What did you do to get the first international Summit up and running?

Callie Hawkins: We had been working with four local high school students for some time on the best way to engage their peers. They had had some success raising awareness about modern slavery through student assembly presentations at their schools, but we wanted to find ways to engage youth on a deeper level.

Then, we had an opportunity to travel to Thailand to see how youth in Southeast Asia were involved and tackling this issue. That gave us a blueprint of what was possible. We relied heavily on our existing relationships with federal agencies and nonprofits that provide services to victims and survivors to develop a week-long program with immersive workshops, content sessions, and time to build the students’ relationships with one another to ensure a strong network.

Hope Katz Gibbs: Cameron, you have participated in two Summits so far. How did you learn about them?

Cameron Gadson: It was my mother who recommended the SOS program to me when I was a freshman. She thought I’d really enjoy it, and she was right. After the one-week program ended, I was totally shaken up by all the information I learned. Since then I’ve tried to carry that information to my classmates, to my friends outside of my school, and even to my family.

Hope Katz Gibbs: Callie, tell us more about what students learn during the Summit.

Callie Hawkins: First and foremost, they learn the history of President Lincoln’s Cottage and the work Lincoln did here to end slavery in his time. The SOS content sessions are developed to give students a deeper look at modern slavery in the United States and around the world — who is affected by it, where it exists, and age-appropriate ways they can help end it. SOS doesn't end with the Summit — our work with the students is year-round — but it's an essential experience for training and building a cohesive network. They build trust, they build skills, they build understanding.

Hope Katz Gibbs: Erin, as the CEO and executive director of President Lincoln’s Cottage, tell us what your goals are for the Summit in the coming years.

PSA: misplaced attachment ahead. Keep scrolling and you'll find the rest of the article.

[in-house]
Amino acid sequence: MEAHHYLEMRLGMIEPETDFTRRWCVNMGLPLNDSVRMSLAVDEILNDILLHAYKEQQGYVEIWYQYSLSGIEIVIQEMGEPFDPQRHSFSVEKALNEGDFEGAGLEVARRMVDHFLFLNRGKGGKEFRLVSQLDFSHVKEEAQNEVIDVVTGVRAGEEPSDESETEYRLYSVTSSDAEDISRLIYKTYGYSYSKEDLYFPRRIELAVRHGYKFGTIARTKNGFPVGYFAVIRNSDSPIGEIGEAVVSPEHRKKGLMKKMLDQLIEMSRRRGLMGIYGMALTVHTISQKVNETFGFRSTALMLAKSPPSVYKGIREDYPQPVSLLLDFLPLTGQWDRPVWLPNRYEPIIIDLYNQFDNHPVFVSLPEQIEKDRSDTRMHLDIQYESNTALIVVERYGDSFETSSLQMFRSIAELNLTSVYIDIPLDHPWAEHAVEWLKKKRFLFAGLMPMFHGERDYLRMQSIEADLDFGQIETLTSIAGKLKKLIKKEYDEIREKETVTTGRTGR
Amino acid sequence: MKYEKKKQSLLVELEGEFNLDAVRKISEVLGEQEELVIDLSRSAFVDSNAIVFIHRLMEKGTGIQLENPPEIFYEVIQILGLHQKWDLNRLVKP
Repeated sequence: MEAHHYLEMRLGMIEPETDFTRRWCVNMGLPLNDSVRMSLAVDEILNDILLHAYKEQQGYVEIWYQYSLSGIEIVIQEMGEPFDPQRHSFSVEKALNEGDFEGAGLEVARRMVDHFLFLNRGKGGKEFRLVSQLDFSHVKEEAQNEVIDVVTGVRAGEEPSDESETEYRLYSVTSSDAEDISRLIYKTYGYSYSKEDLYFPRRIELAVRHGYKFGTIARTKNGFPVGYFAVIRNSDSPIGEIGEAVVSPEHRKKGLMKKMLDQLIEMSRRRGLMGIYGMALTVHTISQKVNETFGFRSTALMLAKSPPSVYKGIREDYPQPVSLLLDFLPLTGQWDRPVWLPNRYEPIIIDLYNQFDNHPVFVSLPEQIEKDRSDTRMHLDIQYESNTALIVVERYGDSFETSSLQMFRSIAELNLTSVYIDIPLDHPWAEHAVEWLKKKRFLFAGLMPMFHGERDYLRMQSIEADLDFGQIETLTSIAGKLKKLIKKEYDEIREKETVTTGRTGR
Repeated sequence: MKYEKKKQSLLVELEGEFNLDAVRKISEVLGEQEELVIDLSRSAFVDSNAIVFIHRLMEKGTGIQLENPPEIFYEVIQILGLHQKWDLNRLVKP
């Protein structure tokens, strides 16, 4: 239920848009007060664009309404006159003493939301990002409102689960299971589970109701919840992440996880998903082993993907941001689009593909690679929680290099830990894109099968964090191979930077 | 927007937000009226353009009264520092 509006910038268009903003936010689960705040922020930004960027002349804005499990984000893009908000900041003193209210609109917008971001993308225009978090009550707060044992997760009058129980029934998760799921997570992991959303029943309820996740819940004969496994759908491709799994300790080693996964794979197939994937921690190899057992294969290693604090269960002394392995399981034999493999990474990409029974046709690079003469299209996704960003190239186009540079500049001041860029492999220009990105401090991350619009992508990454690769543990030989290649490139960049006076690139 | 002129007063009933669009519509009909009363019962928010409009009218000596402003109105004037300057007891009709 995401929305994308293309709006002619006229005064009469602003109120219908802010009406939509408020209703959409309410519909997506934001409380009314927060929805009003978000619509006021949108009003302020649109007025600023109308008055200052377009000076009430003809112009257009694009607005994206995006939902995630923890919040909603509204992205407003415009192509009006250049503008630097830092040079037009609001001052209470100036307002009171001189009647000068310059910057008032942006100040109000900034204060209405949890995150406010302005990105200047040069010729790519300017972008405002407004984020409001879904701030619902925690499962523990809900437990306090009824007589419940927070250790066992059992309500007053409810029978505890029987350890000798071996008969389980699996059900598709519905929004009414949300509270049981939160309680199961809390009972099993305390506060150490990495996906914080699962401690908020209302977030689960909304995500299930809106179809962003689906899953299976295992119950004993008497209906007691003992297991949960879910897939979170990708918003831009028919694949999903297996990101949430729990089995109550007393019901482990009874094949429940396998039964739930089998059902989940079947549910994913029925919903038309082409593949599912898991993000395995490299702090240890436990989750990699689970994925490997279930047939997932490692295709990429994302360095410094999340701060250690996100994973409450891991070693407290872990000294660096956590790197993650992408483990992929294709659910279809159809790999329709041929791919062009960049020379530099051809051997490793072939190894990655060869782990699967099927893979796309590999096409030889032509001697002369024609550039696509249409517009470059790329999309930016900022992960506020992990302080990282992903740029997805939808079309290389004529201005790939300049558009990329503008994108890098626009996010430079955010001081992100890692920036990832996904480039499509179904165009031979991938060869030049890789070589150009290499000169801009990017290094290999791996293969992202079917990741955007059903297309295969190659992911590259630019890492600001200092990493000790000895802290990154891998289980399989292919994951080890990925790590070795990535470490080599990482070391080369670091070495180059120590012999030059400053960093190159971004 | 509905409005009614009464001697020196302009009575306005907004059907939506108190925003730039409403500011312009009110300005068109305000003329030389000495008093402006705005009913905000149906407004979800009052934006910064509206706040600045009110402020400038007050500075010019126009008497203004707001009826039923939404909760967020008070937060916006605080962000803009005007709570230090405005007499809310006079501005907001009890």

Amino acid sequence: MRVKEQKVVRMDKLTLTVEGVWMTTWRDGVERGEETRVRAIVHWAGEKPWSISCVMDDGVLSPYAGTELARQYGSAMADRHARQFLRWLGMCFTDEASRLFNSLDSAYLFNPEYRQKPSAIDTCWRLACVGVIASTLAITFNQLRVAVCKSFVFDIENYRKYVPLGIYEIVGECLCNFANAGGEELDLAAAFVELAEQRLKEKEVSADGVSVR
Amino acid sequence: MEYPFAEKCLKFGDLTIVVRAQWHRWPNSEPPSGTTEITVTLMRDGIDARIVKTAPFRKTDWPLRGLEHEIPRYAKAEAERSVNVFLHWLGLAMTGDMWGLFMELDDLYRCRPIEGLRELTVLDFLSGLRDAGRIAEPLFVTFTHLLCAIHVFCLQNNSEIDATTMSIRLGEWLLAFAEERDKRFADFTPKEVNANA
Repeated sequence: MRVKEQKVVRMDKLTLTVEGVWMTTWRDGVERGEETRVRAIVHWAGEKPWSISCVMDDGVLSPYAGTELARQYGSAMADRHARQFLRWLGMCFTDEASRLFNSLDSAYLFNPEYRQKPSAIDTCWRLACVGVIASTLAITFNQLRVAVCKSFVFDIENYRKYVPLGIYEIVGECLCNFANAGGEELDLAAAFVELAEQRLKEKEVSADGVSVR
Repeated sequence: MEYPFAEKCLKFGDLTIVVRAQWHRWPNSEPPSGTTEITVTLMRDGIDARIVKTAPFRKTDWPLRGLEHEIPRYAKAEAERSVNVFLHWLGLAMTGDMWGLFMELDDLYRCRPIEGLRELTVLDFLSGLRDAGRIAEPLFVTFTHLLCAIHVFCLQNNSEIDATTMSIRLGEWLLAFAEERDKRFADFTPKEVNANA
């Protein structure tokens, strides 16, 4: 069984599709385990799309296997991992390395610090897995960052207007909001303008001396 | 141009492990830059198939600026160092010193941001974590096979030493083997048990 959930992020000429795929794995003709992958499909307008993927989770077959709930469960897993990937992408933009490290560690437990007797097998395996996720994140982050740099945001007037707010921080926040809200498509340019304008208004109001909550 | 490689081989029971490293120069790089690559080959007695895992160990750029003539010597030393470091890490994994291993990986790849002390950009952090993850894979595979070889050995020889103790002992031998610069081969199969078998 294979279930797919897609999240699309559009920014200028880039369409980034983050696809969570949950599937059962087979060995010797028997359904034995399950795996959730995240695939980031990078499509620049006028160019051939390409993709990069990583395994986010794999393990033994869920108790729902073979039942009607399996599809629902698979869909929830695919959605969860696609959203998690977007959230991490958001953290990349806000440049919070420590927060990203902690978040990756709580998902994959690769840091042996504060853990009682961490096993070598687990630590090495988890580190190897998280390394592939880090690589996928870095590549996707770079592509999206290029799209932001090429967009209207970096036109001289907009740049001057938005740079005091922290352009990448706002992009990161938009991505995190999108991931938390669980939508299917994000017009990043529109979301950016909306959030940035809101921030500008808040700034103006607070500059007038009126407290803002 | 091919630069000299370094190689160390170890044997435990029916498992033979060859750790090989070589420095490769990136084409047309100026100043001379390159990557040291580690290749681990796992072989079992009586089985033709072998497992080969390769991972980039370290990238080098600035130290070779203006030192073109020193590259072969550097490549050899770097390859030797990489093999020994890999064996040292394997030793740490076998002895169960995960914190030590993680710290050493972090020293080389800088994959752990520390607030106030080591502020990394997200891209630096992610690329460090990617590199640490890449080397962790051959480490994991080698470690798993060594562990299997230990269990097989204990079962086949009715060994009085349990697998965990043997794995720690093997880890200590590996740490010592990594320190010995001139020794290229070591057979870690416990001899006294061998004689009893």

Erin Carlson Mast: A key goal is that through this Summit, with these youth abolitionists, we're planting the seeds of emancipation across the world. That's a key goal — to make this network stronger and more global with each passing year, and to find better ways to support them as they go off to college and chart their careers. That's what we're looking at next, SOS College. We already have alumni of SOS involved at the college level — some have served as mentors at the SOS Summit. There is a need to grow the network beyond high school, and our goal is to answer that need.

Hope Katz Gibbs: Callie, how can more students get involved in the Summit?

Callie Hawkins: Programs like this require a great deal of support. For every student who comes, there are travel expenses — visas, flights, trains — in addition to needs while they're here. We have generous donors who sponsor every student who gets involved, but we could always use more support.


Thank you for watching — the video channel of David Bruce Smith's, and We look forward to coming back to President Lincoln's Cottage in June to attend the 2017 Students Opposing Slavery Summit, and bringing you a documentary about the important work that teenagers are doing to raise awareness about modern slavery. Stay tuned!

For more information on President Lincoln's Cottage Students Opposing Slavery and the SOS International Summit, visit, or send an email to

This month in history